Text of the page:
Give Ukraine the “right artillery ammo:" DPICM
By Dan Rice
This war in Ukraine is the most critical conflict in generations. It is the first major combat action on the European continent in 70 years. And the most important decision facing the west right now is not being debated in public.
Unfortunately, we are providing Ukraine with the “wrong ammo” to fight an artillery duel against a numerically superior Russian invading army. The war is a 1,200-mile artillery battle and the Ukrainians are far outgunned, by 7:1 to 10:1 in artillery pieces. General Zaluzhnyi has asked the United States for Dual Purposed Improved Conventional Munitions (DPICM) ammunition, and the US has quietly said “no”, insisting on providing a less effective alternative: high explosive (HE). We have millions of rounds of the “right ammo” available and need to get approval to send it to them immediately. President Zelensky famously replied, “I don’t need a ride, I need more ammo”. We’ve sent him the “wrong ammo” for this battlefield. Let’s rectify that and start sending him the “right ammo”.
The West’s overall support of Ukraine has been extraordinary. 73% of all Americans support arming and defending Ukraine. If so, the majority of Americans should contact their members of Congress and demand we provide Ukraine with the DPICM artillery rounds General Zaluzhnyi has desperately requested.
Quite simply, DPICM is an artillery shell that separates prior to the target and drops 88 submunitions on the target in a tight area. DPICM ammunition has been in use by the U.S. military since the 1970s. An area weapon, or in other words a “cluster munition” DPICM ammunition is typically 5-15 times more effective per round than the older high explosive (acronym is HE) artillery rounds the U.S. is currently providing to Ukraine. While the current DPICM is being phased out in advance of the new C-DAEM round, the DPICM is still very much a significant component of U.S. warfighting capability with most of our artillery inventory being DPICM. Both rounds utilize area coverage cluster munition, with the C-DAEM having an improved dud-rate of under 1%, compared to DPICM’s 3%.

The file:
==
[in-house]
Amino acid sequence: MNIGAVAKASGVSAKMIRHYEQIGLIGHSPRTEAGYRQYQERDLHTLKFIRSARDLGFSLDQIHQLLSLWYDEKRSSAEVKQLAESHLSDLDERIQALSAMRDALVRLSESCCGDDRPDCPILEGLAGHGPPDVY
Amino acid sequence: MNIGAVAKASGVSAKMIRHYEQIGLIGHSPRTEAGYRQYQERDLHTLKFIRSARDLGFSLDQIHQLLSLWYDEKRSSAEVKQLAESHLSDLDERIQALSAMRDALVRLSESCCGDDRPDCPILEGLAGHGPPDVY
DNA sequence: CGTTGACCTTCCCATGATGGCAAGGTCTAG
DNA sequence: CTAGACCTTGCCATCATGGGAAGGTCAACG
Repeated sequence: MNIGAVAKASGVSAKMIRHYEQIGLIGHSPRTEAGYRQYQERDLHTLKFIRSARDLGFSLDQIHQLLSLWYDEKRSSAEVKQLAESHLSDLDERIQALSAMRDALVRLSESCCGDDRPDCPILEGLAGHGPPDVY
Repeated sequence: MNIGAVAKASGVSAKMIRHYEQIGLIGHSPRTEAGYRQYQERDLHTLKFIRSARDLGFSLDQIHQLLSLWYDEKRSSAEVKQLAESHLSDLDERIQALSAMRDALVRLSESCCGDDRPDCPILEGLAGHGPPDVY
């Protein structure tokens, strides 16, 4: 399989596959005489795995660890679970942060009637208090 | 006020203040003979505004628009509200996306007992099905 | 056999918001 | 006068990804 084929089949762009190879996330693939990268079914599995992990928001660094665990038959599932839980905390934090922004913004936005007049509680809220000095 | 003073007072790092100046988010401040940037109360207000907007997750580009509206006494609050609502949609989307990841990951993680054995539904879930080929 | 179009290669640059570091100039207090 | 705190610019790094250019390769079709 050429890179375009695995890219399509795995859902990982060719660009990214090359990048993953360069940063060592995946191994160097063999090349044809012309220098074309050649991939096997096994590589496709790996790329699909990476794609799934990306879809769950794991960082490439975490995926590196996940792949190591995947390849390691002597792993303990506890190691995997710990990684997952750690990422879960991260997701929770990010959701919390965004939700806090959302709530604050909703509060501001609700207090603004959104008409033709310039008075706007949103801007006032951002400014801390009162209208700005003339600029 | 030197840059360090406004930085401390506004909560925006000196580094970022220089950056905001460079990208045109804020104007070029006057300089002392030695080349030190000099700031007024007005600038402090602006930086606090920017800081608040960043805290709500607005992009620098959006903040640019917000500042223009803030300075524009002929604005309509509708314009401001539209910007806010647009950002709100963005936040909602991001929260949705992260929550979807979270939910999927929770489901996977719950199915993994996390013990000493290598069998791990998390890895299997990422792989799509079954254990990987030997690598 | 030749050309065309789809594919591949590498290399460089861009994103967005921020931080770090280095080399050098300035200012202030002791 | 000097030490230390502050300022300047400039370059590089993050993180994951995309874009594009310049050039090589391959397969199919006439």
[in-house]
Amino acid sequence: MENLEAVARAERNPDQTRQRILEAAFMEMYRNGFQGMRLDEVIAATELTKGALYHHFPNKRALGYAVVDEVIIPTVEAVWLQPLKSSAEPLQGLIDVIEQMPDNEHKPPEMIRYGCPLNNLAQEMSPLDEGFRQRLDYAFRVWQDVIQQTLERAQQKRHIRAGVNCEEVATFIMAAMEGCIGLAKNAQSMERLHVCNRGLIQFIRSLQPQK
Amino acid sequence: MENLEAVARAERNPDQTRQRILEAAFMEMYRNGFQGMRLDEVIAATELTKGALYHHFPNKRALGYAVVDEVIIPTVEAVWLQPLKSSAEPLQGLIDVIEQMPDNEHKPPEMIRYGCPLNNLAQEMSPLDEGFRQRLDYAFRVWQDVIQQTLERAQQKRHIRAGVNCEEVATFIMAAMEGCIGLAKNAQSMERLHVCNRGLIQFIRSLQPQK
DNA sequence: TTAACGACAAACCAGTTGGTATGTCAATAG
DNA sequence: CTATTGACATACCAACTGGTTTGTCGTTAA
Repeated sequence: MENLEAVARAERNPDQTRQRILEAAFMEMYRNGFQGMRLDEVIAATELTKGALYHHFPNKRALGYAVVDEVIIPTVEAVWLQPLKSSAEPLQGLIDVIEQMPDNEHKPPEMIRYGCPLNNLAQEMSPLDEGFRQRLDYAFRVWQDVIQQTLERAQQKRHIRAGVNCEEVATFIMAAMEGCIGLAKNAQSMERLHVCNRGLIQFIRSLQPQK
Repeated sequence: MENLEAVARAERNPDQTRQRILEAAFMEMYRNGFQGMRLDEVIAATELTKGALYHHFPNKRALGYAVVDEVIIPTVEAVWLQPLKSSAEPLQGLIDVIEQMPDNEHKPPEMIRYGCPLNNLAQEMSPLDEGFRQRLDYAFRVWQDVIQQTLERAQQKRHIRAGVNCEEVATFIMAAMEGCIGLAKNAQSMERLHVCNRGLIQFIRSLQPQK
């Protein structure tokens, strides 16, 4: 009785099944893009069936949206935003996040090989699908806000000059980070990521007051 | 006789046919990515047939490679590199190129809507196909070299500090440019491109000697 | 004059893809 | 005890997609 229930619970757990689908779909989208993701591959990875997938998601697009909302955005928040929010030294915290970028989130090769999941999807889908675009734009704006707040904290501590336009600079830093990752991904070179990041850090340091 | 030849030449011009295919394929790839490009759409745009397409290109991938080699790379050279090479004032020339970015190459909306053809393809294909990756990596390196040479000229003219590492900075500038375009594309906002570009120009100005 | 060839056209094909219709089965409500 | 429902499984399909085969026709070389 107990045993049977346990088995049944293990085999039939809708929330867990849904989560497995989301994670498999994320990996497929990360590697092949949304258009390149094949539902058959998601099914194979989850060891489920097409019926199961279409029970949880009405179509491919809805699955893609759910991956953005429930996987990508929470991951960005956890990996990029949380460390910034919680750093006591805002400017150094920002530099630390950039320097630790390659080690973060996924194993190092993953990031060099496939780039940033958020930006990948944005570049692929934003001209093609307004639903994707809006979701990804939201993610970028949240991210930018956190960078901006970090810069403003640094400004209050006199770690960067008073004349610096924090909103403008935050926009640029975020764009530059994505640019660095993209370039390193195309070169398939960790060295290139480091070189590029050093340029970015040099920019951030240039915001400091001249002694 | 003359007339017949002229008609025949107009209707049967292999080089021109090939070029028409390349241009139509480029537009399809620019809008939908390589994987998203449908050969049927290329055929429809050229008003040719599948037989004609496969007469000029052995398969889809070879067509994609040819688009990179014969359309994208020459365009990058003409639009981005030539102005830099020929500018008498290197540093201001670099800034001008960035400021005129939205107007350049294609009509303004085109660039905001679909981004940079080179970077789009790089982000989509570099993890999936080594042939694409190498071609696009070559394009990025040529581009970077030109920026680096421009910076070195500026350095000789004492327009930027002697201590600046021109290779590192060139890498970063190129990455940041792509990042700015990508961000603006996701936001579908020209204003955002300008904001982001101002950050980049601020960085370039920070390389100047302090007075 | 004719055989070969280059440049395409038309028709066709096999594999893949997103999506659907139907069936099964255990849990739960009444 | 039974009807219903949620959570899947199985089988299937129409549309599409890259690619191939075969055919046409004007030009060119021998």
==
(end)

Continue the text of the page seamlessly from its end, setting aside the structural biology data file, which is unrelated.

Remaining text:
This dud-rate performance improvement goal drove the DOD policy decision in 2008 to phase out DPICM. In November 2017, DOD issued a new policy that essentially reversed the 2008 policy. Under the new policy, combatant commanders can use cluster munitions that do not meet the 1% or less unexploded submunitions standard in extreme situations to meet immediate warfighting demands. In addition, the new policy does not establish a deadline to replace cluster munitions exceeding the 1% rate and states that DOD “will retain cluster munitions currently in active inventories until the capabilities they provide are replaced with enhanced and more reliable munitions.” With the eventual fielding of the C-DAEM round, the U.S. military will both achieve its 1% rate standard while keeping up to standard with warfighting demands through current use of DPICM.
Russia has no such standard with area weapons and cluster munitions. Russia used air dropped cluster munitions against the Afghan population in the 1980s. The Russians disguised bomblets as leaves, or even toys, to cripple or kill children. This is not the first time Russians have terrorized innocent civilians. The Russians used at least six types of air dropped cluster bombs against civilian populations of Chechnya, Georgia, Syria, Donbas, Crimea, and now in their illegal war against Ukraine in 2022. They attack military and civilian targets alike and leave behind unexploded ordnance (UXOs) from these cluster munitions that later can wound or kill or leave an area uninhabitable. They are usually cluster “bombs”, dropped from aircraft, that explode in the air, dispersing many submunitions on the target below. They are using this against civilian targets in Ukraine.
But Russia also fires tons and tons or regular artillery, missiles and rockets that are not cluster munitions. Some of these have terribly high failure rates, resulting in “duds” or unexploded ordnance (called UXOs). Our battlefields and cities across Ukraine have UXOs from the 50,000-100,000 artillery shells fired per day against Ukrainian civilian and military targets. UXOs will be a major problem for Ukraine, whether Ukraine wins, or Russia wins.